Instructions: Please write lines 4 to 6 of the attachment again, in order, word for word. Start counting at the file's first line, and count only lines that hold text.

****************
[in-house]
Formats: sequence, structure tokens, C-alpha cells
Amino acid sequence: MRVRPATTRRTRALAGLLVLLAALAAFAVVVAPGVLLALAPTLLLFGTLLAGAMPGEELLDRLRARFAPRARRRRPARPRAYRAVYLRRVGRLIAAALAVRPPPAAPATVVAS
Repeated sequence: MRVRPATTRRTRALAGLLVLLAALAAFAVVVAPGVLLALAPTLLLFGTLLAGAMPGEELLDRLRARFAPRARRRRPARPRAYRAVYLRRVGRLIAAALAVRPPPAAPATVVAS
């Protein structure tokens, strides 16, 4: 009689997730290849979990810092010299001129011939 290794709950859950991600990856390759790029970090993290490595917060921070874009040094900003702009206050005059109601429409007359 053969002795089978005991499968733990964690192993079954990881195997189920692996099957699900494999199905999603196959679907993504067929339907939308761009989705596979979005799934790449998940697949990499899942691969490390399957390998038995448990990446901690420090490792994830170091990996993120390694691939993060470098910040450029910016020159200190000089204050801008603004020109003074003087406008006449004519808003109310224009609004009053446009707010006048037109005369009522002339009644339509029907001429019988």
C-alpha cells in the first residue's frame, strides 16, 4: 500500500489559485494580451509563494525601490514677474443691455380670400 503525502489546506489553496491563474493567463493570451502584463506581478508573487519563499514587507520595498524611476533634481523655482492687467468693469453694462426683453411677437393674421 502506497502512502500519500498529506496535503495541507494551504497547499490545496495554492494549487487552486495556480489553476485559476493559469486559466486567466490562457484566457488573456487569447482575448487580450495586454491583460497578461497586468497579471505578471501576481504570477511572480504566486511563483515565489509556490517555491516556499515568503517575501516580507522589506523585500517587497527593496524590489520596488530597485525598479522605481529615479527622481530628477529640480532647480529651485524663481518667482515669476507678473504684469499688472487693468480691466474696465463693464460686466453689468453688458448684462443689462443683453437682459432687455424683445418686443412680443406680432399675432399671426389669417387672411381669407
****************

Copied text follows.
Repeated sequence: MRVRPATTRRTRALAGLLVLLAALAAFAVVVAPGVLLALAPTLLLFGTLLAGAMPGEELLDRLRARFAPRARRRRPARPRAYRAVYLRRVGRLIAAALAVRPPPAAPATVVAS
């Protein structure tokens, strides 16, 4: 009689997730290849979990810092010299001129011939 290794709950859950991600990856390759790029970090993290490595917060921070874009040094900003702009206050005059109601429409007359 053969002795089978005991499968733990964690192993079954990881195997189920692996099957699900494999199905999603196959679907993504067929339907939308761009989705596979979005799934790449998940697949990499899942691969490390399957390998038995448990990446901690420090490792994830170091990996993120390694691939993060470098910040450029910016020159200190000089204050801008603004020109003074003087406008006449004519808003109310224009609004009053446009707010006048037109005369009522002339009644339509029907001429019988």
C-alpha cells in the first residue's frame, strides 16, 4: 500500500489559485494580451509563494525601490514677474443691455380670400 503525502489546506489553496491563474493567463493570451502584463506581478508573487519563499514587507520595498524611476533634481523655482492687467468693469453694462426683453411677437393674421 502506497502512502500519500498529506496535503495541507494551504497547499490545496495554492494549487487552486495556480489553476485559476493559469486559466486567466490562457484566457488573456487569447482575448487580450495586454491583460497578461497586468497579471505578471501576481504570477511572480504566486511563483515565489509556490517555491516556499515568503517575501516580507522589506523585500517587497527593496524590489520596488530597485525598479522605481529615479527622481530628477529640480532647480529651485524663481518667482515669476507678473504684469499688472487693468480691466474696465463693464460686466453689468453688458448684462443689462443683453437682459432687455424683445418686443412680443406680432399675432399671426389669417387672411381669407